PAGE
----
Some of the dialogue made little or no sense (“Being a castrate focuses the mind”). How each performer came to a decision about what their character was trying to say and why is beyond us. You have to admire them. Some of the dialogue aimed for platitude and fell short – “We learn so much from just watching other people” says the chief eunuch wisely a propos of.. well… nothing.

Only mild smiles were inadvertently elicited from lyrics such as like “from rising star to a poor old stumble bumble” and from lines such as “I’ve not finished with my gugelhupf” to the breathtakingly cavalier “Theatre is never as interesting as real life”. But to derive any pleasure one had to put one’s own spin on things. When someone addressed the eunuch with “I will get back to you about the rugs” Phil’s mind immediately wandered to one of the few redeeming factors – the wigs by rug supremo Richard Mawbey (no Tonys; they don’t give Tonys for wigs).

The Whingers found their own own bit of paradise by escaping for air afterwards to sit on the kerb with their heads in their hands, trying to make sense of the disaster they had  just witnessed but frankly we don’t think we shall ever quite recover.


* In the event that your appetite to know more about The Tale Of The 1002nd Night has been piqued you might want to rush along and see this LAMDA student production – a sparkling and epic new play about despair, escapism and whether art can save us.

** So many questions, not least: why does the cover of the programme look like a drawing from The Joy Of Sex?



30 Responses to “Review – Paradise Found, Menier Chocolate Factory”

  1. Dickie and Butch Says:

    Hello boys! Glad you see we agree on this one! Can you believe they are still talking about a Broadway transfer?

  2. Do you think it will still be running by the time we get to see it (if we can be bothered) on June 6th? It sounds just dreadful!

  3. webcowgirl Says:

    Good lord. Did this deserve a whole new picture to express what just happened?

    I wish like hell that while this giant pile of talent is gathered together in our fair (as in “fair to middlin”) city they could come up with some sort of one-off production they could do that actually let them demonstrate their talents. John McMartin just oozed talent – his ability to perform his role as if it wasn’t a horrible joke alone attests to his skill – and I would LOVE to see him do something I could actually enjoy. And he is so old. What are the chances of me ever getting to see him on stage again at all?

    Finally, I’m surprised you didn’t use the line “Mandy ‘Potempkin’,” but then I don’t think he can be blamed for creating this house of cards.

  4. NotTheNotTheWestEndWhingers Says:

    I am delighted to see the premiere of the new ZERO GLASSES OF WINE graphic.

  5. […] extraordinarily sunny Sunday afternoon, it was hard to describe the atmosphere amongst my 10 or so theater loving friends. Was it glum? Was it funereal? It was certainly creative, as we struggled to put into words the […]

  6. JohnnyFox Says:

    ROFL. Of course it’s a ‘Viennetta’, why didn’t I think of that ?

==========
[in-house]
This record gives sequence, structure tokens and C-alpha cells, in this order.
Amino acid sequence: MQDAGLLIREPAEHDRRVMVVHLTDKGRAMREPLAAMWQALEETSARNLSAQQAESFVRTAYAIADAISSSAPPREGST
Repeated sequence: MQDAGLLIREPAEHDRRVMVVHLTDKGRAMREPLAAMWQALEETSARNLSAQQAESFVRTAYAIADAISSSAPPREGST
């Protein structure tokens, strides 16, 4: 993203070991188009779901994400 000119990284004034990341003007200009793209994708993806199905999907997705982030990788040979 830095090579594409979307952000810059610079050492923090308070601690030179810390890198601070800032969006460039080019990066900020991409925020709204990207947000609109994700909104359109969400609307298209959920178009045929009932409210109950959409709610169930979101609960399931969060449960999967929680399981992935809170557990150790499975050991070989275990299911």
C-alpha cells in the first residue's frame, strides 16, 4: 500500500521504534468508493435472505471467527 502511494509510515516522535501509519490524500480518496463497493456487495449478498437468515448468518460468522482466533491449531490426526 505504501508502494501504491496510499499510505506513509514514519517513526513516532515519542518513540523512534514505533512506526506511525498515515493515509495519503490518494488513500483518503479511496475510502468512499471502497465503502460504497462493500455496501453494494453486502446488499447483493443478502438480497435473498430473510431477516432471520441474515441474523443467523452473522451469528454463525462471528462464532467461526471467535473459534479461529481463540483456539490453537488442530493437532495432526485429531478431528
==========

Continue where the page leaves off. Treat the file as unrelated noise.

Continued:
Possibly because we were brought up on Wall’s vanilla and given a thick ear even for asking for Raspberry Ripple.

    Where did you rip the production photograph from, I’m surprised they’re circulating prior to official opening night?

    And did you edit the poster yourself to lose the final ‘e’ from Premier and the misplaced acute accent, or has the management caught up with its own imperfections ?

    On the poster, at least.

  7. Anyado Says:

    I won’t see this… But just to reassure you that one good thing came out of your suffering: I was highly entertained & amused by your review!

  8. Chris Voisey Says:

    Since Saturday evening I have been on the edge of my seat – seat mind you, not Menier banquette – to see what you thought of this.

    I was in the third row… there were times I could hardly bring myself to look at the stage, I was so sorry for these performers STRAINING to make the damn thing work.

    I couldn’t agree more about the relentless hurdy-gurdyness of the Strauss score – every song no matter what the subject matter had the same tempo.

    I was also close enough to marvel at the joke-shop costumes – whoever did Shuler Hensley’s officer outfit should be shot to say nothing of the schmate that Nancy Opel is dressed in by Mandy Patinkin – like, this is your BEST? The set – all black reflecting walls – looked like it would be better suited for THE STUD: THE MUSICAL than for the Austr-Hungarian Empire.

    Kate Baldwin, Judy Kaye and John McMartin did the best they could under the circumstances I suppose.

    In 1990 I saw Battleship Patinkin in the woeful BORN AGAIN at Chichester – is he doomed to appear in this country in anti-musical musicals?

    Oh and is it me or do you think the artwork for PARADISE FOUND would be better suited for the upcoming ASPECTS OF LOVE? That surely isn’t John McMartin’s arse…

  9. Seeing as how the costumes are by Angels, the world-famous theatrical and film costumiers, I think someone ought to be shot. Most of them looked like they had been found after a good rummage in the dressing up box. And why was Mandy dressed like Oscar Wilde in Act 2.

    The defining memory for me of this production will be Mr. Patinikin geisha-stepping around the stage in his harikrishna-esque robes with a hat that wouldnt’ disgrace Bill and Ben and screeching “Perfect Love!”


  10. Jan O Says:

    Wonderful review. If that scene in the dressing room had continued for minute longer I think I’d have run onto the stage, grabbed the gun out of his hand and shot myself.

    It was also amusing to see the Eunuch in Act 2 using a clicky retractable ballpoint pen – when they weren’t invented until 1950!

  11. Phil (a west end whinger) Says:

    Chris, goodness you’ve jogged my memory – I’d completely forgotten Mandy P was in Born Again, he (and José Ferrer) were the reason I trailed to Chichester.